Formulating Fungal Biopesticides
Technological advances by Agricultural Research Service scientists are continuing to improve the way beneficial fungi are formulated for use as biopesticides.
More than a decade ago, ARS microbiologist Mark Jackson and colleagues successfully demonstrated the use of liquid culture fermentation (LCF) in mass-producing spores of the fungus Isaria fumosorosea, which infects whiteflies, root weevils, psyllids, and other insect pests.
They’ve also developed liquid culture methods for producing resting structures, called “microsclerotia,” of two biocontrol fungi: Mycoleptodiscus terrestris, which infects aquatic weeds such as hydrilla and Eurasian water milfoil; and Metarhizium brunneum, which infects and kills beetle grubs, wireworm, and corn root worms.
Studies have shown that microsclerotia are especially durable, long-lasting during storage, and effective as bioinsecticides and bioherbicides.Microsclerotia can be applied to soil, grass, or weedy plants and produce infective spores when environmental conditions are right.
In 2014, the researchers added two more commonly used fungal biocontrol agents to their list of LCF successes: Beauveria bassiana, which targets aphids, thrips, and whiteflies, and Trichoderma harzianum, whichhas been used to control plant diseases and enhance overall plant health.
Traditionally, biopesticide makers have cultured Trichoderma and Beauveria on moistened grains, such as rice, or other solid substrates, coaxing them into forming specialized spores called “conidia.” The conidia are then harvested and formulated into biopesticide products that can be applied to field- or greenhouse-grown crops as alternatives to synthetic chemical pesticides.
Over the past decade, Jackson and colleagues at ARS’s National Center for Agricultural Utilization Research in Peoria, Illinois, and elsewhere have experimented with LCF methods to produce stable, effective spore forms called “blastospores,” as well as microsclerotia.
LCF has proven economical to use, yielding blastospores or microsclerotia in 2-3 days versus 10-14 days for conidia using traditional solid-substrate culture methods, says Jackson. Replacing expensive nitrogen sources such as hydrolyzed casein with low-cost cottonseed flour has reduced production media costs by 80-90 percent, he adds.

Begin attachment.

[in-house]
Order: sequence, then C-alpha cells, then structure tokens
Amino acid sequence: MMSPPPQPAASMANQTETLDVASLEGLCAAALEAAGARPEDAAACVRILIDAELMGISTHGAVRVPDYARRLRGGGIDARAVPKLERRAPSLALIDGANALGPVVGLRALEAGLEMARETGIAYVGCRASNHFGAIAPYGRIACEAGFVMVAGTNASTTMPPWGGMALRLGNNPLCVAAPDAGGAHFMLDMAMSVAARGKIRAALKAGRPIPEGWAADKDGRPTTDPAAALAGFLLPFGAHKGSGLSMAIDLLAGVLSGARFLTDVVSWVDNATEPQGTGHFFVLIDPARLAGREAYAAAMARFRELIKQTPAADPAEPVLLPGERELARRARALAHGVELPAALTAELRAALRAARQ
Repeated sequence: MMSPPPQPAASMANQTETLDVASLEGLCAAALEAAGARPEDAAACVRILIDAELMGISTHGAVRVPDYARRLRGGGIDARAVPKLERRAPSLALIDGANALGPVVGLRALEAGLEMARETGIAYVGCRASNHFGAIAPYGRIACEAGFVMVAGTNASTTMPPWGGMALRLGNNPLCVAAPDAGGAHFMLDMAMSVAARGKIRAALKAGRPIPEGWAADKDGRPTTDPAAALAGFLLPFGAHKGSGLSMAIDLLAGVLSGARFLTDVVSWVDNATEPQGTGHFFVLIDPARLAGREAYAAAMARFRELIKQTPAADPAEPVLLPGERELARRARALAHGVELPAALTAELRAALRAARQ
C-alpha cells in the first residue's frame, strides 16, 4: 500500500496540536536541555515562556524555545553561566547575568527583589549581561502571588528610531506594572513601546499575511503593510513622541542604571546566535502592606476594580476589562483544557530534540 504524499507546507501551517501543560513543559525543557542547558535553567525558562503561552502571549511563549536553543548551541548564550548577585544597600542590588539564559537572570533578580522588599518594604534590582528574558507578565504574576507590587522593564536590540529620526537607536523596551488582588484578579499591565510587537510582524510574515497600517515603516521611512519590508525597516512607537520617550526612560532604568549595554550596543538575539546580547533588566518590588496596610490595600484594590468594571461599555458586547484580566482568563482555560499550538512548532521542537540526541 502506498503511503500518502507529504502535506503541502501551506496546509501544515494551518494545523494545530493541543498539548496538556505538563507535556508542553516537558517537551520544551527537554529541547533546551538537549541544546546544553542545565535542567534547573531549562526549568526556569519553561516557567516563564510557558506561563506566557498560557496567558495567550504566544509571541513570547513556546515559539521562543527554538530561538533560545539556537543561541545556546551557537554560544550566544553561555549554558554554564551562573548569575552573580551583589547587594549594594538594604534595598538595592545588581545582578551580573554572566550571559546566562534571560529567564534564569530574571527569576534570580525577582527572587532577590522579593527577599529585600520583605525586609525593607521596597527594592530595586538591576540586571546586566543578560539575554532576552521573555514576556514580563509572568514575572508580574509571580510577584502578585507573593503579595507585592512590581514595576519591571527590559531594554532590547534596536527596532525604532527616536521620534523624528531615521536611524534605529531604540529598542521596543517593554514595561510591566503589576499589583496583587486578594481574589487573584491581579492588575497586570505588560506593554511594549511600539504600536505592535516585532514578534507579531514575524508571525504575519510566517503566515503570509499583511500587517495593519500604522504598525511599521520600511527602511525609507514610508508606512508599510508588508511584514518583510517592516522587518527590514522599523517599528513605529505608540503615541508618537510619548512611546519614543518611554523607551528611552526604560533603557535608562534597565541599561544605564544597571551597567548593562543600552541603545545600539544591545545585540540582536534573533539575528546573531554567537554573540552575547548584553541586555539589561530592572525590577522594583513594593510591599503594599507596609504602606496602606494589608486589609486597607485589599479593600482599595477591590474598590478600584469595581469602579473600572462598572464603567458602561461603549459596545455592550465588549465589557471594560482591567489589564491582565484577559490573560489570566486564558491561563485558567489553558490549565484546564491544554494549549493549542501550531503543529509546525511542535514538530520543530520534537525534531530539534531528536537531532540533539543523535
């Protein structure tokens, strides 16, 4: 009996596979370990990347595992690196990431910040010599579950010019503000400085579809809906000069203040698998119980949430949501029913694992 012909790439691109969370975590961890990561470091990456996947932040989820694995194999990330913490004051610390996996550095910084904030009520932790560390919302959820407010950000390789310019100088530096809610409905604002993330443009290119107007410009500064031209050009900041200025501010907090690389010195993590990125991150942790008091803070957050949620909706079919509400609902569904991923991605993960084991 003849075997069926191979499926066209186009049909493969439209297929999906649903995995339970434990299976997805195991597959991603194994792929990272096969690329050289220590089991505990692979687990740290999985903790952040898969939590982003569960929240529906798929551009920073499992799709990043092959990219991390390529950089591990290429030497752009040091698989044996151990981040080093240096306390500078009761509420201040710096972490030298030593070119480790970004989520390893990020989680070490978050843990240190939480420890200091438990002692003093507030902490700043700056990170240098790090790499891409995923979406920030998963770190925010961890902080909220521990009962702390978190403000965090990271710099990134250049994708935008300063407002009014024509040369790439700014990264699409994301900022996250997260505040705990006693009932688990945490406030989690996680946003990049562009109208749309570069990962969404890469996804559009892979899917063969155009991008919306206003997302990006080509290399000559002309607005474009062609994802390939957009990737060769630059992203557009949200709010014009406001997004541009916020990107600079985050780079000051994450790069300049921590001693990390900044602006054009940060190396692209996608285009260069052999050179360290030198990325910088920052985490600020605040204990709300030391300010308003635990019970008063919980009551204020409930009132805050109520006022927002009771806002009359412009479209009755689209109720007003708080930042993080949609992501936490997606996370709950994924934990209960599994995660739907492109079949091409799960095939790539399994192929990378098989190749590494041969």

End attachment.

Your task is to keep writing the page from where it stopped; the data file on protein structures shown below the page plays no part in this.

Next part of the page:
Two visiting Brazilian scientists—Gabriel Mascarin, an employee with the Brazilian Corporation of Agricultural Research (EMBRAPA), and Nilce Kobori, a National Council for Scientific and Technological Development research fellow—collaborated with Jackson to investigate the use of LCF for the cost-effective production of the spores of U.S. and Brazilian strains of Beauveria, Isaria, and Trichoderma.
The researchers discovered that they could produce stable, effective blastospores of Beauveria and Isaria in 2 to 3 days under appropriate LCF conditions with cottonseed flour medium. In addition, the Beauveria blastospores killed silverleaf whitefly nymphs25 percent faster and with just one-fourth the number of spores than conidia produced with current commercial production methods.
Their studies also demonstrated, for the first time, that under appropriate LCF conditions, Trichoderma can form microsclerotia suitable for use as a seed coating or soil-incorporated granules.
Patent applications have been submitted for both LCF technologies, and Jackson is actively seeking commercial partners.—By Jan Suszkiw, Agricultural Research Service Information Staff.
“Formulating Fungal Biopesticides” was published in the April 2015 issue of AgResearch Magazine.